Forever 21 made major headlines back in September when it was revealed that they filed for a Chapter 11 bankruptcy. Now, as all of the documentation and business ends are being tied, it’s at the point in the bankruptcy process where buyers begin to enter the conversation and make some offers to the major retailing chain.
As of this week, Simon Property Group and Brookfield Property Partners, both major mall owners in America, are at the top of the list, as both are offering to buy the rights to Forever 21 for $81 million in a joint deal. The two major companies decided to join forces due to the fact that they’re both Forever 21’s largest landlords, and this wouldn’t be the first time the two have joint forces to save a dying, yet loved, retail brand.
Back in 2016 both Simon and General Growth Properties (which is now fully owned by Brookfield) saved Aeropostale, another popular teen retail giant who was filed for bankruptcy. Like Forever 21, Aeropostale was a major retailer in a majority of both companies mall properties throughout America.
“Simon and others are trying to keep occupancy high at their malls. They don’t want to trigger a clause that lets other retailers at the shopping center ask for a lower rent or eventually get out of a lease. Still, Simon and others remain ‘strategic’ regarding which retailer to buy,” said Mark Hunter, managing director leading CBRE’s mall management.
Hunter’s point here is the exact same reasoning that both Simon and Brookfield (General Growth at the time) acquired Aeropostale in 2016. It’s the same concept as when one is trying to sell their home; when mall property owners have a greater demand on their end to fill hundreds of large retail spaces and sell, it’s more likely they’ll have to decrease the rent pricing to raise buyer interest. If this were to occur, other retailers within the mall would want their rent to match, as that just seems fair, so to save themselves from that hassle, it’s easier to just buy the retailer so they can remain exactly where they are.
It’s an unfortunately common situation; as online retailers expand their product listings and market, and younger generations continue to change their shopping habits to match, even the “fast-fashion” giants can’t keep up. Back during the Great Recession, fast-fashion brands such as H&M, Forever 21, and Charlotte Russe really began thriving. There cheap pricing and imitation of other more expensively branded clothing from stores, such as Urban Outfitters, BDG, and Levi’s, appealed to the masses, especially in teen shoppers which make up a huge majority of the mall shopper market.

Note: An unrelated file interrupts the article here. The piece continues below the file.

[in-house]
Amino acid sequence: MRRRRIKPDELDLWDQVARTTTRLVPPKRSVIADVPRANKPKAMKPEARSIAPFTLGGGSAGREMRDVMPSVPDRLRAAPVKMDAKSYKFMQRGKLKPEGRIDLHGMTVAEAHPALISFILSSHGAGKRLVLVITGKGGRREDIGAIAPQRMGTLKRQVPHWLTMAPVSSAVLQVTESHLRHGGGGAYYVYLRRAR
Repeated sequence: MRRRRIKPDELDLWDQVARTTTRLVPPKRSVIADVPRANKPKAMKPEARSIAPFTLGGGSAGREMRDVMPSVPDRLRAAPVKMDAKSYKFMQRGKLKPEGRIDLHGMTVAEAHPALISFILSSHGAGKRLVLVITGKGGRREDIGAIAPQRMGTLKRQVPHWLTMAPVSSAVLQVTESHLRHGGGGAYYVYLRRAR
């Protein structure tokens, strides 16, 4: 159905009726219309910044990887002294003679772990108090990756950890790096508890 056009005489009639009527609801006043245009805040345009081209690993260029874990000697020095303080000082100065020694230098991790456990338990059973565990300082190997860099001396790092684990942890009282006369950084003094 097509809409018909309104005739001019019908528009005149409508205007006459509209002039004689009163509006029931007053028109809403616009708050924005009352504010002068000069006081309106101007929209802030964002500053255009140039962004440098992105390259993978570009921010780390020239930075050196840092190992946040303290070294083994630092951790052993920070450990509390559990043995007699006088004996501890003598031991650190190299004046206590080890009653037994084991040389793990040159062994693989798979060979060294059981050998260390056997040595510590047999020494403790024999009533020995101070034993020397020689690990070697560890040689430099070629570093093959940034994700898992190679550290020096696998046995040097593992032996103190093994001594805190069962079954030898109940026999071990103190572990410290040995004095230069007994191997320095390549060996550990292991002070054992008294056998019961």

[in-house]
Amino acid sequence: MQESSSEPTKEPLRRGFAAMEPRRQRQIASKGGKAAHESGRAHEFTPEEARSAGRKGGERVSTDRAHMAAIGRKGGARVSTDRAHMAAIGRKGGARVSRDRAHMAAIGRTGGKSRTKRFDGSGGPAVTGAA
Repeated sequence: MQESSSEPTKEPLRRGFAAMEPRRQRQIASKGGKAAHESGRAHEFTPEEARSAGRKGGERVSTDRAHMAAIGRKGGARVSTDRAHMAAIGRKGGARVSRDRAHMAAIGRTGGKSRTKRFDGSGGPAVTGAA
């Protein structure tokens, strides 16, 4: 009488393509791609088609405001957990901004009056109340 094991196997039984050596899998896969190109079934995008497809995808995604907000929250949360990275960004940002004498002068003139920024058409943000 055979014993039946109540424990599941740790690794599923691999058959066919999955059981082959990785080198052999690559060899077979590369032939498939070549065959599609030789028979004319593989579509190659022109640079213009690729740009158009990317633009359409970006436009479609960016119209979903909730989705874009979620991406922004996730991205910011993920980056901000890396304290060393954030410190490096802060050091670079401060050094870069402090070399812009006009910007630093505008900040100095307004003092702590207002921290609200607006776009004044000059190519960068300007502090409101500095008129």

However, because of their increase in success back in 2008 Forever 21, and other retailers who are now finding themselves in financial trouble, the brand thought they could survive a mass expansion of where their stores were located throughout the world. This over-compensation during a time when online shopping was really coming into fruition lead to the closing of hundreds of stores within the past decade that lead to their eventual filing for bankruptcy.
“As of the bankruptcy filing, it operated about 800 stores worldwide, including more than 500 stores in the U.S. The company said at the time of the filing that it would still operate its e-commerce business, which accounts for 16% of total sales,” (ABC).
While Simon and Brookfields offer is currently the top bid, other interested buyers still have until February 7th to make a higher offer. If Simon and Brookfield don’t acquire Forever 21, they’ll still be compensated $4.6 million as a sort of “break away” fee. The final ruling for the acquiring of the brand will be made on February 11th.
Eric Mastrota is a Contributing Editor at The National Digest based in New York. A graduate of SUNY New Paltz, he reports on world news, culture, and lifestyle. You can reach him at firstname.lastname@example.org.